Google lodges ECJ appeal against €2.4bn shopping service fine

Unapologetic European Commission insists it will defend its decision in court

Google shopping: the tech giant is contesting its EU fine for favouring its own services over its rivals’. Photograph: Chris Ratcliffe/Bloomberg

Google shopping: the tech giant is contesting its EU fine for favouring its own services over its rivals’. Photograph: Chris Ratcliffe/Bloomberg

 

Europe Editor Google has lodged its appeal to the European Court of Justice over the €2.4 billion fine imposed on it by the European Commission’s competition directorate for favouring its shopping service in search results.

The appeal, which the Luxembourg-based court has confirmed receiving, will take some time to be heard and is likely to result in prolonged, expensive hearings, but an unapologetic commission on Monday insisted that it will “defend its decision in court.” The company told the AFP news agency that it had no comment.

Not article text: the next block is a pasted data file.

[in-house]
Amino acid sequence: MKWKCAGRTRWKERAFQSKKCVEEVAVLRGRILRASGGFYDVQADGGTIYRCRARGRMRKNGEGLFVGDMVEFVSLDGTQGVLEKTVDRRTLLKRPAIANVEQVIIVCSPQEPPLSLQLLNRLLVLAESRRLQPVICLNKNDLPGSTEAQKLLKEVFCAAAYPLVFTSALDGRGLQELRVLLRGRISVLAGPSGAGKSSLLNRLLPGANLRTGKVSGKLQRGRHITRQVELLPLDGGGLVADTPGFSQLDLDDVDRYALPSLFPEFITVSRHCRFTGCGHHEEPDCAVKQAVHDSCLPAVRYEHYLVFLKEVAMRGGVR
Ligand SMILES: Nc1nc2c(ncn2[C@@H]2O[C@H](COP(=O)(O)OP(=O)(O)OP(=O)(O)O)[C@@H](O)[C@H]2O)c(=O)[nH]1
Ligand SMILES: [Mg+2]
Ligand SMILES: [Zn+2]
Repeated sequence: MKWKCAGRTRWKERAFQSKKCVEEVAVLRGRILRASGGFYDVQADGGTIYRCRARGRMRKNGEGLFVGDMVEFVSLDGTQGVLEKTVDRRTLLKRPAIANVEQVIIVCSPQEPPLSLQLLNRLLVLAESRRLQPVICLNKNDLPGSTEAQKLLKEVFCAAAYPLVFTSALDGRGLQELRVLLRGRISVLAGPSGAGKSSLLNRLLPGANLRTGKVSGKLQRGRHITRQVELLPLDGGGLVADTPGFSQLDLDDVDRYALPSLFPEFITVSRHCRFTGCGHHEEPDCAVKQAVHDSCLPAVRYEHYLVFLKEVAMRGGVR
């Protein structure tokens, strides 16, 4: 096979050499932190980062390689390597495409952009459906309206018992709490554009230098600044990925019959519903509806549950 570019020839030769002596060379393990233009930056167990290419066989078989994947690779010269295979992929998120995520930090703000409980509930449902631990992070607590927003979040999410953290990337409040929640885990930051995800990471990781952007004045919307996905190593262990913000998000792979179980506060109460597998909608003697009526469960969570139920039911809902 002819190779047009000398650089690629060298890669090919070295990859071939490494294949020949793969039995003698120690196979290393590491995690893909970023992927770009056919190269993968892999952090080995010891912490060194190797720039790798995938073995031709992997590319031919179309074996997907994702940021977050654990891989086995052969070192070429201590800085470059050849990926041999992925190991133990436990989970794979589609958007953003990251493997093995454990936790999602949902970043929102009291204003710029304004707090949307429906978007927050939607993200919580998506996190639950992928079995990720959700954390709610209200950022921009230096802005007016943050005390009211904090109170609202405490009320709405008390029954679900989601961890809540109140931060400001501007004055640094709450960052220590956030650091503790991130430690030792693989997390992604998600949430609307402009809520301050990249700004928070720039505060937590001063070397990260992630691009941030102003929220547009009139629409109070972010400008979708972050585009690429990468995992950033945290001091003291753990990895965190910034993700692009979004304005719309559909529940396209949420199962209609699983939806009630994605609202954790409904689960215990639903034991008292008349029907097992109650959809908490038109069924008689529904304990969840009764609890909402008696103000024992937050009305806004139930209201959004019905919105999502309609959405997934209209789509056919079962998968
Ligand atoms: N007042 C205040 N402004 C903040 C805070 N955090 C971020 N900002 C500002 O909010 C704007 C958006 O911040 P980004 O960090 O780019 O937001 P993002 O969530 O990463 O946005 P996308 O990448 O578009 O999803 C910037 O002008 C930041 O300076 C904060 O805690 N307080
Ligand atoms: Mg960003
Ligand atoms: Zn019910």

The European Union, of which the court is a part, is also expected to soon decide another case against Google over abuse of its dominance of internet search to strengthen its Android mobile operating system.

The EU hit Google with the record fine in June – the previous record had been a fine against the chipmaker Intel, in 2009 – and gave the company 90 days to comply or face further fines. The company last week confirmed that it would comply, and the fine will be paid into a frozen account, pending the appeal.

Apple taxes

The fine had come less than a year after Margrethe Vestager, the Danish competition commissioner, had announced that Apple, the iPhone manufacturer, must pay ¤13 billion in back taxes to the Republic of Ireland – against Dublin’s wishes.

But the commission’s powerful competition authorities had a legal setback last week when Intel won a challenge at the ECJ to the commission’s assertion that rebates it gave customers harmed competition.

The court ruled that a lower court did not give sufficient airing to Intel’s defence. It rejected the commission’s claim that it didn’t need to prove harm, as the rebates were inherently illegal given Intel’s dominant position in the market for a certain kind of microprocessor.

It was the first time in more than 20 years that the commission had lost on appeal. Lawyers suggest Google is unlikely to have similar luck.